Proper thawing methods include:
    1. Frozen food may be thawed by placing in a refrigerator that keeps it cold (41 degrees Fahrenheit or colder). This must be done two to three (2-3) DAYS prior to use.
    2. Microwave thawing is acceptable, as long as food is cooked immediately after thawing.
    3. Running potable cool water over frozen food product is acceptable IF the water is dripping or otherwise flowing over the product in the sink. It is NOT acceptable to submerge in a sink full or other container of water.
    4. Thawing food as part of the uninterrupted food cooking process is acceptable. For example, you may take a frozen hamburger beef patty and begin cooking it from a frozen state all the way to completion. However, you should not place large food items such as whole turkeys or hams in the oven frozen. Large food items must be thawed using another method.
  2. Wash fruits and vegetables in sinks used only for food preparation. Do not prepare food in the sink used to wash or sanitize dishes or wash hands. ALWAYS use potable water for all food preparation processes.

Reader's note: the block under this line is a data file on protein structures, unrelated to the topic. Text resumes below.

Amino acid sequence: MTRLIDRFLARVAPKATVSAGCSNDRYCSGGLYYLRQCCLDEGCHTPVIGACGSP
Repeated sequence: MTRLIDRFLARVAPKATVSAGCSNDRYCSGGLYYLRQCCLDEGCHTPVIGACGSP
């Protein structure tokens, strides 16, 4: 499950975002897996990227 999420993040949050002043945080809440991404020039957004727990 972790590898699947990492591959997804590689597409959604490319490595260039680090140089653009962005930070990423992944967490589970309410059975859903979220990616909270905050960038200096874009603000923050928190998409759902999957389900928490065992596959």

3. Use cleaned and sanitized cutting boards and knives to avoid cross-contamination.
  4. Prepare pasta, meat, egg, fish, and salads less than 24 hours before service.
  5. Measure internal food temperatures in several places including the thickest part of the product. Clean and sanitize thermometers before and after each use.
  6. Never mix new food with old or raw food with cooked.
  7. Never use hot-holding equipment to cook or reheat food, only to keep food hot.
  8. Transfer reheated food to holding equipment only when the food is at 165 degrees F.
  9. Cook or heat processed foods to the proper internal temperature
    • Poultry, stuffing, stuffed meat and stuffed pasta - 165 degrees F for 15 seconds
    • Ground meats (including ground beef and poultry) -155 degrees F for 15 seconds
    • Pork, game animals, communited fish and meats, eggs in multi-serving batches - 155 degrees F for 15 seconds
    • Fish, seafood, beef (slices, cubes, etc.) veal, lamb, and shell eggs for immediate service - 145 degrees F for 15 seconds